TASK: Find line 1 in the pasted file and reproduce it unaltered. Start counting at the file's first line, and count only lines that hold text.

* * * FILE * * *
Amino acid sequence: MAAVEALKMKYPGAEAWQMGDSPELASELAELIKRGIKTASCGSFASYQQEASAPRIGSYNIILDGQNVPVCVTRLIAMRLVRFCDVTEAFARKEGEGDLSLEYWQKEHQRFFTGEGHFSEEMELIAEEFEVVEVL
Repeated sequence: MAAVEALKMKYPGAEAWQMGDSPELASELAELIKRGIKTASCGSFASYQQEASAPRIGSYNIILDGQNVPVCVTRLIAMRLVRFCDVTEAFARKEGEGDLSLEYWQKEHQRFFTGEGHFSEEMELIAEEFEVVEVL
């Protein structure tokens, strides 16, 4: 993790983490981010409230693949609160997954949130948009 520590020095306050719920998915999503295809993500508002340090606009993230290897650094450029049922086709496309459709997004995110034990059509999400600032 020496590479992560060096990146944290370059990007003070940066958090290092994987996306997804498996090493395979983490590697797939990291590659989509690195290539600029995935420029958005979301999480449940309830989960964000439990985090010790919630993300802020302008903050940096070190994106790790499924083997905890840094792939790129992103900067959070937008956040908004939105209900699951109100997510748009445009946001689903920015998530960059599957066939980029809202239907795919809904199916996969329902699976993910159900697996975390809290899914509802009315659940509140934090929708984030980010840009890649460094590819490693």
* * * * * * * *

Amino acid sequence: MAAVEALKMKYPGAEAWQMGDSPELASELAELIKRGIKTASCGSFASYQQEASAPRIGSYNIILDGQNVPVCVTRLIAMRLVRFCDVTEAFARKEGEGDLSLEYWQKEHQRFFTGEGHFSEEMELIAEEFEVVEVL